Use this URL to cite or link to this record in EThOS: http://ethos.bl.uk/OrderDetails.do?uin=uk.bl.ethos.651233
Title: Arabic cross-dialectal conversations with implications for the teaching of Arabic as a second language
Author: Soliman, Rasha Kadry Abdelatti Mohamed
ISNI:       0000 0004 5357 7559
Awarding Body: University of Leeds
Current Institution: University of Leeds
Date of Award: 2014
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Abstract:
This research is divided into two interlinked parts. The first part reviews literature on the diglossia and variability of the Arabic language and investigates how mutual intelligibility is achieved in informal conversations between speakers of different Arabic dialects. 11 conversations were recorded between speakers of 12 Arabic dialects. Instances of borrowing from Modern Standard Arabic were observed and analysed. The participants were also interviewed after the recorded conversations in order to get more insight into the listening comprehension strategies that they applied to achieve intelligibility. The results show that the native speakers tend to rely mostly on their native dialect in cross-dialectal interaction with a much smaller number of borrowings from Modern Standard Arabic in comparison with previous studies. A number of listening strategies were observed to be used in order to aid intelligibility. These strategies included making use of the context, ignoring non-content words and making use of their linguistic knowledge and the root and pattern system in Arabic as a frame of reference in comprehending unfamiliar cognates. The analysis also showed that dialect familiarity has a major role in aiding comprehension between the native speakers of different Arabic dialects. The second part, first, examines the needs of learning Arabic as a second language in Higher Education, then presents a case study that tests the advanced Arabic learners’ level of cognate recognition in unfamiliar dialects and whether explicit strategy teaching and lexical training can improve their dialectal lexical comprehension. Five final year university students of Arabic with an advanced level in MSA and exposure to a dialect participated in this study. Pre and post-tests of dialectal listening comprehension were administered. The results of a higher score in the post-test confirmed that the explicit strategy training helped the Arabic students to achieve better comprehension of cognates in unfamiliar dialects.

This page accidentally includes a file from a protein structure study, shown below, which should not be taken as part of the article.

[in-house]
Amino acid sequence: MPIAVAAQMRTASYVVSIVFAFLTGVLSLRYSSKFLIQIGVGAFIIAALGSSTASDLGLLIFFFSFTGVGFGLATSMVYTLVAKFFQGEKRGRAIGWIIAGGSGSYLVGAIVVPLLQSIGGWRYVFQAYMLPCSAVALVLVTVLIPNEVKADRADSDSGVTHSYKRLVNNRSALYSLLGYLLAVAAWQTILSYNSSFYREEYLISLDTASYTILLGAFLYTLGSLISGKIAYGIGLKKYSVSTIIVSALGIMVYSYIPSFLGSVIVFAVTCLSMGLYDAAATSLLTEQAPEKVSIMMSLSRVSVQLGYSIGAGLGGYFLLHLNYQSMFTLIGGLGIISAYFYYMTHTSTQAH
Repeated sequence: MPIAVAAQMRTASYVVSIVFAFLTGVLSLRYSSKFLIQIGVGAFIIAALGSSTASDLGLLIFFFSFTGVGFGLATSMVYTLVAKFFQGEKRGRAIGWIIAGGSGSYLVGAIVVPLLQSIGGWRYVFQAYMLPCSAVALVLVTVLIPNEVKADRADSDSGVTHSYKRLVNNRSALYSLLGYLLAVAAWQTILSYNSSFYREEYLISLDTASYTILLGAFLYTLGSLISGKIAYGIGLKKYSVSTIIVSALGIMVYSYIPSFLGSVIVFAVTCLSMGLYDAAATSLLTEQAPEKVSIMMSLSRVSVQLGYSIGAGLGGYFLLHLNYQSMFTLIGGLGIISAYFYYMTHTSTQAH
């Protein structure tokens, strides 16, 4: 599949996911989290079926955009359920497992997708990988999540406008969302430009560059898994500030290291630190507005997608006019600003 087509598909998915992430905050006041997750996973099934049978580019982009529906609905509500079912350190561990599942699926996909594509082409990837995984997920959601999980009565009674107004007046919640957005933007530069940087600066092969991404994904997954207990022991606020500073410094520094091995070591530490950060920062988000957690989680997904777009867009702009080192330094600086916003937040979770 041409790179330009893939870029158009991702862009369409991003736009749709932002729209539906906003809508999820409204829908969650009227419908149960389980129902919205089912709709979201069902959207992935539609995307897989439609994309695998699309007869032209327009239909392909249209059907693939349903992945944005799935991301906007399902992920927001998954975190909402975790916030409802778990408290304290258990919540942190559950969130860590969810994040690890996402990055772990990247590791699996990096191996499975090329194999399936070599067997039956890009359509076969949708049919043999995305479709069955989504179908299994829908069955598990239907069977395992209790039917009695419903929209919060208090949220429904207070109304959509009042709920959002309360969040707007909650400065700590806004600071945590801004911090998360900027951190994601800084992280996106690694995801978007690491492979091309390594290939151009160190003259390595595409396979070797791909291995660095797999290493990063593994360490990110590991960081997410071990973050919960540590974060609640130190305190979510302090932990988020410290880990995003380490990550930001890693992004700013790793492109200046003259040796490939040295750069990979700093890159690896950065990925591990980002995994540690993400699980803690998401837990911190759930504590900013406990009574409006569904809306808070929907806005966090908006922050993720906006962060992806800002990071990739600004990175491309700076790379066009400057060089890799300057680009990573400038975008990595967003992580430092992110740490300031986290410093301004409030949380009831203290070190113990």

Supervisor: Whong, Melinda Sponsor: Not available
Qualification Name: Thesis (Ph.D.) Qualification Level: Doctoral
EThOS ID: uk.bl.ethos.651233  DOI: Not available
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